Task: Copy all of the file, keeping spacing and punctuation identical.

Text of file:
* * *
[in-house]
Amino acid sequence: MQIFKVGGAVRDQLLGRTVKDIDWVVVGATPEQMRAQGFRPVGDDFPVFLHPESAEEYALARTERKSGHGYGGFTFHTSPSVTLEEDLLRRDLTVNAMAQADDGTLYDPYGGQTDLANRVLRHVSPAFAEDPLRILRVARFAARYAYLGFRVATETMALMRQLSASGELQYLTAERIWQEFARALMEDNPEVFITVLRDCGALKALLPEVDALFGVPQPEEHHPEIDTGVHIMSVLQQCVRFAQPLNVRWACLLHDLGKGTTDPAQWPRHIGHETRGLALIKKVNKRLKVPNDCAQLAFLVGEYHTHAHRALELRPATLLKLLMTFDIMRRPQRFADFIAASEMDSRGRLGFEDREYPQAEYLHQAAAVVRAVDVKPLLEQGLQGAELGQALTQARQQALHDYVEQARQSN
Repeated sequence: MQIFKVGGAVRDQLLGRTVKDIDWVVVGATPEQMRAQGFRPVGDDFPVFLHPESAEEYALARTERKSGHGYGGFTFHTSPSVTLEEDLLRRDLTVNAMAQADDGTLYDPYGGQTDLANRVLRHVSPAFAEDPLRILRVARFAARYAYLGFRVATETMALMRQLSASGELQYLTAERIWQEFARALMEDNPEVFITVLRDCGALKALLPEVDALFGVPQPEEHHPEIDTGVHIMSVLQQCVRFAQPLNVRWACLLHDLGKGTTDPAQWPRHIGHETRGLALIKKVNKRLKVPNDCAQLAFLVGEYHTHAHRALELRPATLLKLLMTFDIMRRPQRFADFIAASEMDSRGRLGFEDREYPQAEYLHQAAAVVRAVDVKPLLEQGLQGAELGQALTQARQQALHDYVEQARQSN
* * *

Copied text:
[in-house]
Amino acid sequence: MQIFKVGGAVRDQLLGRTVKDIDWVVVGATPEQMRAQGFRPVGDDFPVFLHPESAEEYALARTERKSGHGYGGFTFHTSPSVTLEEDLLRRDLTVNAMAQADDGTLYDPYGGQTDLANRVLRHVSPAFAEDPLRILRVARFAARYAYLGFRVATETMALMRQLSASGELQYLTAERIWQEFARALMEDNPEVFITVLRDCGALKALLPEVDALFGVPQPEEHHPEIDTGVHIMSVLQQCVRFAQPLNVRWACLLHDLGKGTTDPAQWPRHIGHETRGLALIKKVNKRLKVPNDCAQLAFLVGEYHTHAHRALELRPATLLKLLMTFDIMRRPQRFADFIAASEMDSRGRLGFEDREYPQAEYLHQAAAVVRAVDVKPLLEQGLQGAELGQALTQARQQALHDYVEQARQSN
Repeated sequence: MQIFKVGGAVRDQLLGRTVKDIDWVVVGATPEQMRAQGFRPVGDDFPVFLHPESAEEYALARTERKSGHGYGGFTFHTSPSVTLEEDLLRRDLTVNAMAQADDGTLYDPYGGQTDLANRVLRHVSPAFAEDPLRILRVARFAARYAYLGFRVATETMALMRQLSASGELQYLTAERIWQEFARALMEDNPEVFITVLRDCGALKALLPEVDALFGVPQPEEHHPEIDTGVHIMSVLQQCVRFAQPLNVRWACLLHDLGKGTTDPAQWPRHIGHETRGLALIKKVNKRLKVPNDCAQLAFLVGEYHTHAHRALELRPATLLKLLMTFDIMRRPQRFADFIAASEMDSRGRLGFEDREYPQAEYLHQAAAVVRAVDVKPLLEQGLQGAELGQALTQARQQALHDYVEQARQSN